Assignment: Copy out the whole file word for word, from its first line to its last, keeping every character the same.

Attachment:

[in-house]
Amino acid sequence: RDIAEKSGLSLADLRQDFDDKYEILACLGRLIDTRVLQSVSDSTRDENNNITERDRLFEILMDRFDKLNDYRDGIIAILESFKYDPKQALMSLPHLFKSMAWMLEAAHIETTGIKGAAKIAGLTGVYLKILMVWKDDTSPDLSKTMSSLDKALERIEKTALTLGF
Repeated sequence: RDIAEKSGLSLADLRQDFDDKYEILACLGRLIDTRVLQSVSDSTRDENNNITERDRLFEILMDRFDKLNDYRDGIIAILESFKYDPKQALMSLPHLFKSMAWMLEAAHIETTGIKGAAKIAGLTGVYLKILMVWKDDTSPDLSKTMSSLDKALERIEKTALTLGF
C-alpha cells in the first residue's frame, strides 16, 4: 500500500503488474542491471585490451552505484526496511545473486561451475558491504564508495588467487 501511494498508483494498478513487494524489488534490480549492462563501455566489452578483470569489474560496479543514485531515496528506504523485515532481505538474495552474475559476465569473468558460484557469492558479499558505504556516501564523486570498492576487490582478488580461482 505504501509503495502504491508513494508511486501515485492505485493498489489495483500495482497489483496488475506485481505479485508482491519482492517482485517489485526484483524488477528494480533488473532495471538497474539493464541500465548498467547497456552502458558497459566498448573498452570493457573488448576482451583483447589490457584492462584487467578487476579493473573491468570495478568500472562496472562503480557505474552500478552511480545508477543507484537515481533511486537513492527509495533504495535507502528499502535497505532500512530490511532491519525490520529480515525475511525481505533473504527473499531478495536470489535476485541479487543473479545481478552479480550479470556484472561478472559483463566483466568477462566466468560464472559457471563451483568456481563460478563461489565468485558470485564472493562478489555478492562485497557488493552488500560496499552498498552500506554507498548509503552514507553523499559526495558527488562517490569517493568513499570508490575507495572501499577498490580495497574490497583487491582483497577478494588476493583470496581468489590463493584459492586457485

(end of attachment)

[in-house]
Amino acid sequence: RDIAEKSGLSLADLRQDFDDKYEILACLGRLIDTRVLQSVSDSTRDENNNITERDRLFEILMDRFDKLNDYRDGIIAILESFKYDPKQALMSLPHLFKSMAWMLEAAHIETTGIKGAAKIAGLTGVYLKILMVWKDDTSPDLSKTMSSLDKALERIEKTALTLGF
Repeated sequence: RDIAEKSGLSLADLRQDFDDKYEILACLGRLIDTRVLQSVSDSTRDENNNITERDRLFEILMDRFDKLNDYRDGIIAILESFKYDPKQALMSLPHLFKSMAWMLEAAHIETTGIKGAAKIAGLTGVYLKILMVWKDDTSPDLSKTMSSLDKALERIEKTALTLGF
C-alpha cells in the first residue's frame, strides 16, 4: 500500500503488474542491471585490451552505484526496511545473486561451475558491504564508495588467487 501511494498508483494498478513487494524489488534490480549492462563501455566489452578483470569489474560496479543514485531515496528506504523485515532481505538474495552474475559476465569473468558460484557469492558479499558505504556516501564523486570498492576487490582478488580461482 505504501509503495502504491508513494508511486501515485492505485493498489489495483500495482497489483496488475506485481505479485508482491519482492517482485517489485526484483524488477528494480533488473532495471538497474539493464541500465548498467547497456552502458558497459566498448573498452570493457573488448576482451583483447589490457584492462584487467578487476579493473573491468570495478568500472562496472562503480557505474552500478552511480545508477543507484537515481533511486537513492527509495533504495535507502528499502535497505532500512530490511532491519525490520529480515525475511525481505533473504527473499531478495536470489535476485541479487543473479545481478552479480550479470556484472561478472559483463566483466568477462566466468560464472559457471563451483568456481563460478563461489565468485558470485564472493562478489555478492562485497557488493552488500560496499552498498552500506554507498548509503552514507553523499559526495558527488562517490569517493568513499570508490575507495572501499577498490580495497574490497583487491582483497577478494588476493583470496581468489590463493584459492586457485